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  Posture exercise:   The sit to stand movement Pilates Information
Pilates Alexander Technique
Free pilates Exercises Online
The sit to stand movement:- Start Position
  1. Start by sitting in a comfortable dining room chair with your back supported.
  2. With the help of your hands, ease yourself forward to the edge of the chair.
  3. Imagine that there is a buoyancy balloon in your head located above and between your ears. Let the balloon elongate your neck away from you shoulders. Feel the back of your neck elongate & your chin tuck slightly.
  4. Scapulas anchored, pelvic neutral and spine elongating.
The sit to stand movement:- Action
Important: Let your legs do the movement! Your pelvis maintains neutral, and your spine elongates throughout.
  1. Breathe in and zip and hollow. Bend forward at the hips, and feel your weight come over your feet. Hold this position. Your feet are now supporting most of your weight.
  2. Engage your Gluteus maximus muscles, and think "head buoyant".
  3. (Breathing out): Push upward from your heals.
  4. You are now standing!
  5. Repeat four to 10 times. (And indeed every time you stand up through the day!)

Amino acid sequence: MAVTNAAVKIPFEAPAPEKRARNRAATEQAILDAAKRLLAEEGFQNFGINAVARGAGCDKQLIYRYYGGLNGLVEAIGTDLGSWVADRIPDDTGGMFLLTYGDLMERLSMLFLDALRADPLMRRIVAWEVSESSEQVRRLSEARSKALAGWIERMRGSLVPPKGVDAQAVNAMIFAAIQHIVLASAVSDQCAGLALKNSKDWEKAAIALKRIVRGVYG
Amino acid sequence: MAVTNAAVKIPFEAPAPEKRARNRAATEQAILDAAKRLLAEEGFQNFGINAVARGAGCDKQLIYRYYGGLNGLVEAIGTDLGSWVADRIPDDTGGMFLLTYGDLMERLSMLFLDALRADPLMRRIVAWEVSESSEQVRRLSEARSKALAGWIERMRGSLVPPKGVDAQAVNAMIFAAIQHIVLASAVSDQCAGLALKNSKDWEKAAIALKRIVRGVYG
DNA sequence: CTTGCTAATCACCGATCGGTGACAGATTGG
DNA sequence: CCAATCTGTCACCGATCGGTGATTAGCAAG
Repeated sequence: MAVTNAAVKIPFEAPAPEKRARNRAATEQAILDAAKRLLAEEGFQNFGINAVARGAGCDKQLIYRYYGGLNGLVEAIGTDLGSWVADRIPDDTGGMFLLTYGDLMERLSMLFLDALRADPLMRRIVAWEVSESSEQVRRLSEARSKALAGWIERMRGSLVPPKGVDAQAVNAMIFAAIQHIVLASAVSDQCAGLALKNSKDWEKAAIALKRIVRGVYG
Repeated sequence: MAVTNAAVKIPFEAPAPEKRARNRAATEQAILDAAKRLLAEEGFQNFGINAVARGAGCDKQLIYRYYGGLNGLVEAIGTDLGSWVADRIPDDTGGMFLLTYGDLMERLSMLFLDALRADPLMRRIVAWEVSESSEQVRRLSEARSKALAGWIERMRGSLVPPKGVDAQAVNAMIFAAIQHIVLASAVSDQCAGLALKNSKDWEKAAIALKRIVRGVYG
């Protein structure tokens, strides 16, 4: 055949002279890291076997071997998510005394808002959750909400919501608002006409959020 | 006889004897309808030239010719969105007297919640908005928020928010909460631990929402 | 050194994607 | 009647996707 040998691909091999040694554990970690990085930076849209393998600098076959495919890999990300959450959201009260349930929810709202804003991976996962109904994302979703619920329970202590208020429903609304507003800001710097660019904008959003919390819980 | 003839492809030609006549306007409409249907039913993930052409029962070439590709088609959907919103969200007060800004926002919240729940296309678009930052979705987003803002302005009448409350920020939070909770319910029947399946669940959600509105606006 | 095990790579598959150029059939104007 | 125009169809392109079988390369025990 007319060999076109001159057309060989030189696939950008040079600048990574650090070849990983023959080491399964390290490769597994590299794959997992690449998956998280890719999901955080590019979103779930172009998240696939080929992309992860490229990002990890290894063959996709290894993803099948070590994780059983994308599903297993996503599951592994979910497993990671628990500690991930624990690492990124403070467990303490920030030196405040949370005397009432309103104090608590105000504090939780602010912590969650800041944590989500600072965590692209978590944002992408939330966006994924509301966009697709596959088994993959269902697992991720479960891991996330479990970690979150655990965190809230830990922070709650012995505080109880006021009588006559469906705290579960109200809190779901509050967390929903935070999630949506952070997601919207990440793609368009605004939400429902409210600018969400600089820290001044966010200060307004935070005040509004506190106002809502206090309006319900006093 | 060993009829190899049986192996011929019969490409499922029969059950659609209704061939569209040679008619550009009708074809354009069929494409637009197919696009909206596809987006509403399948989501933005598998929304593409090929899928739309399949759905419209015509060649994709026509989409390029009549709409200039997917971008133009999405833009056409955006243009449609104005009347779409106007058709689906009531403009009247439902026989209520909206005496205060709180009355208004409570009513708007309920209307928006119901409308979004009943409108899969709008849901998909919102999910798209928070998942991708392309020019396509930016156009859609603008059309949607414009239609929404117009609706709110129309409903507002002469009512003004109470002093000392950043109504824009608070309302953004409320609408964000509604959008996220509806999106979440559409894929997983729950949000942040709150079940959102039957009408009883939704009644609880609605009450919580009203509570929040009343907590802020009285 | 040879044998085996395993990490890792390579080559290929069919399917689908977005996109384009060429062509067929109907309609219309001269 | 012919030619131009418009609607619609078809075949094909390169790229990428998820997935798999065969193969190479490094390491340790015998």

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The sit to stand movement:-
Start Position Action Finnish
  • Perform this exercise every time you get out of a chair! It not only protects the entire length of your spine, it also moves your hip joints the way they did before chair sitting was invented.
  • Engaging the Gluteus maximus is important to the success of this exercise, because the Gluteus maximus is weak in modern man, and this weakness contributes to his "bad back"(3).
Do not let your knees
collapse inwards:-
What it does
  • Keeps the spine from your pelvis to your skull well within its safe middle positioning(1,2).
  • Encourages your hips to move the way they did before chair sitting was invented.
  • Gets your lazy Gluteus maximus working.
Watch Points
  • Your spine maintains its length. Do not change its shape!
  • In order to maintain your "motionless" spine you will need to let your head look down a little at the moment of pushing upward to the stand position, but don't forget to think "head buoyant"!
  • Do not let your knees collapse inwards.
  1. B I Kodisch: Back Pain Solutions: How to help Yourself with Posture-Movement Therapy and Education. Extensional Publ. Pasadena, Ca 2001 ISBN 0-9700664-5-7
  2. Wilfred Barlow: "The Alexander Principle" Arrow Books Ltd. Reprinted 1987 ISBN 0 09 910160 2
  3. Bruce Thomson: Engage Gluteus maximus!
© Bruce Thomson, EasyVigour Project (scroll up^^^^....)